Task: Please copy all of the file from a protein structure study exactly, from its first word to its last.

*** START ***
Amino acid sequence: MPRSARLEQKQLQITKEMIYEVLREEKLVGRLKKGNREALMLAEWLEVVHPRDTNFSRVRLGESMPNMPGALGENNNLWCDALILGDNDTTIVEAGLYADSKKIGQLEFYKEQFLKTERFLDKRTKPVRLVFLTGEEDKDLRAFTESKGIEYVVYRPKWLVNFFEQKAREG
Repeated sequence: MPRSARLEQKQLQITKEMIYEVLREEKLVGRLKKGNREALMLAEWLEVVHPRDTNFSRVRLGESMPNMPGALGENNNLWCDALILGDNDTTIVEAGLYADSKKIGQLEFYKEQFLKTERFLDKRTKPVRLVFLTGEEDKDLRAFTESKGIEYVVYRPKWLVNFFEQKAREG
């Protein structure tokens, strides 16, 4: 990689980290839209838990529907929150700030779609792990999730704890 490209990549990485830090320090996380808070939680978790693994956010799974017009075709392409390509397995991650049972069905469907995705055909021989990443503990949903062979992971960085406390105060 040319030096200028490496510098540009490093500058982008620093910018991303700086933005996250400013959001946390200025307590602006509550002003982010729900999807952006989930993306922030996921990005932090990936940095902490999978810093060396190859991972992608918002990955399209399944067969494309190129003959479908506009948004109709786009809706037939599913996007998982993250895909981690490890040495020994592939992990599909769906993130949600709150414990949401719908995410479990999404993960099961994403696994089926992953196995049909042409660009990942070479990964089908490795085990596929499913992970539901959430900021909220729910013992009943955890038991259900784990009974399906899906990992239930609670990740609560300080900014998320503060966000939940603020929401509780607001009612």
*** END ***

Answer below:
Amino acid sequence: MPRSARLEQKQLQITKEMIYEVLREEKLVGRLKKGNREALMLAEWLEVVHPRDTNFSRVRLGESMPNMPGALGENNNLWCDALILGDNDTTIVEAGLYADSKKIGQLEFYKEQFLKTERFLDKRTKPVRLVFLTGEEDKDLRAFTESKGIEYVVYRPKWLVNFFEQKAREG
Repeated sequence: MPRSARLEQKQLQITKEMIYEVLREEKLVGRLKKGNREALMLAEWLEVVHPRDTNFSRVRLGESMPNMPGALGENNNLWCDALILGDNDTTIVEAGLYADSKKIGQLEFYKEQFLKTERFLDKRTKPVRLVFLTGEEDKDLRAFTESKGIEYVVYRPKWLVNFFEQKAREG
């Protein structure tokens, strides 16, 4: 990689980290839209838990529907929150700030779609792990999730704890 490209990549990485830090320090996380808070939680978790693994956010799974017009075709392409390509397995991650049972069905469907995705055909021989990443503990949903062979992971960085406390105060 040319030096200028490496510098540009490093500058982008620093910018991303700086933005996250400013959001946390200025307590602006509550002003982010729900999807952006989930993306922030996921990005932090990936940095902490999978810093060396190859991972992608918002990955399209399944067969494309190129003959479908506009948004109709786009809706037939599913996007998982993250895909981690490890040495020994592939992990599909769906993130949600709150414990949401719908995410479990999404993960099961994403696994089926992953196995049909042409660009990942070479990964089908490795085990596929499913992970539901959430900021909220729910013992009943955890038991259900784990009974399906899906990992239930609670990740609560300080900014998320503060966000939940603020929401509780607001009612």